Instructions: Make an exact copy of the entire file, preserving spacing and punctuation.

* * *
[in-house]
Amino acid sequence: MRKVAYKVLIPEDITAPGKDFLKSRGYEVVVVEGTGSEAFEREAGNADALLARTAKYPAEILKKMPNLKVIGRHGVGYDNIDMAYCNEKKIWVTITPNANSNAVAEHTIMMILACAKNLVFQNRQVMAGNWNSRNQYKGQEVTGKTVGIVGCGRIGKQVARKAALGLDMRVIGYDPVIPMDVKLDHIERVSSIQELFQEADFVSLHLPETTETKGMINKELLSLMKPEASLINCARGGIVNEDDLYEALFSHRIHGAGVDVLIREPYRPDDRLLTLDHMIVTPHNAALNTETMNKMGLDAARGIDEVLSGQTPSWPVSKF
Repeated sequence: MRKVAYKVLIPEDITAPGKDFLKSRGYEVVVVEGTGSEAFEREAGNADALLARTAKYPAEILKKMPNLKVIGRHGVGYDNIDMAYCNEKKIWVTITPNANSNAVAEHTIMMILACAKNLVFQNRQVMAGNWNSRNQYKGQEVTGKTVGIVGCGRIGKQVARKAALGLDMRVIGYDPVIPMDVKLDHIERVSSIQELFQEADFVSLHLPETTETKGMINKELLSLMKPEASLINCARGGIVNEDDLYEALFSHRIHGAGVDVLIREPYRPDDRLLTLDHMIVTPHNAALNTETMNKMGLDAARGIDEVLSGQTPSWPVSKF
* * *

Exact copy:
[in-house]
Amino acid sequence: MRKVAYKVLIPEDITAPGKDFLKSRGYEVVVVEGTGSEAFEREAGNADALLARTAKYPAEILKKMPNLKVIGRHGVGYDNIDMAYCNEKKIWVTITPNANSNAVAEHTIMMILACAKNLVFQNRQVMAGNWNSRNQYKGQEVTGKTVGIVGCGRIGKQVARKAALGLDMRVIGYDPVIPMDVKLDHIERVSSIQELFQEADFVSLHLPETTETKGMINKELLSLMKPEASLINCARGGIVNEDDLYEALFSHRIHGAGVDVLIREPYRPDDRLLTLDHMIVTPHNAALNTETMNKMGLDAARGIDEVLSGQTPSWPVSKF
Repeated sequence: MRKVAYKVLIPEDITAPGKDFLKSRGYEVVVVEGTGSEAFEREAGNADALLARTAKYPAEILKKMPNLKVIGRHGVGYDNIDMAYCNEKKIWVTITPNANSNAVAEHTIMMILACAKNLVFQNRQVMAGNWNSRNQYKGQEVTGKTVGIVGCGRIGKQVARKAALGLDMRVIGYDPVIPMDVKLDHIERVSSIQELFQEADFVSLHLPETTETKGMINKELLSLMKPEASLINCARGGIVNEDDLYEALFSHRIHGAGVDVLIREPYRPDDRLLTLDHMIVTPHNAALNTETMNKMGLDAARGIDEVLSGQTPSWPVSKF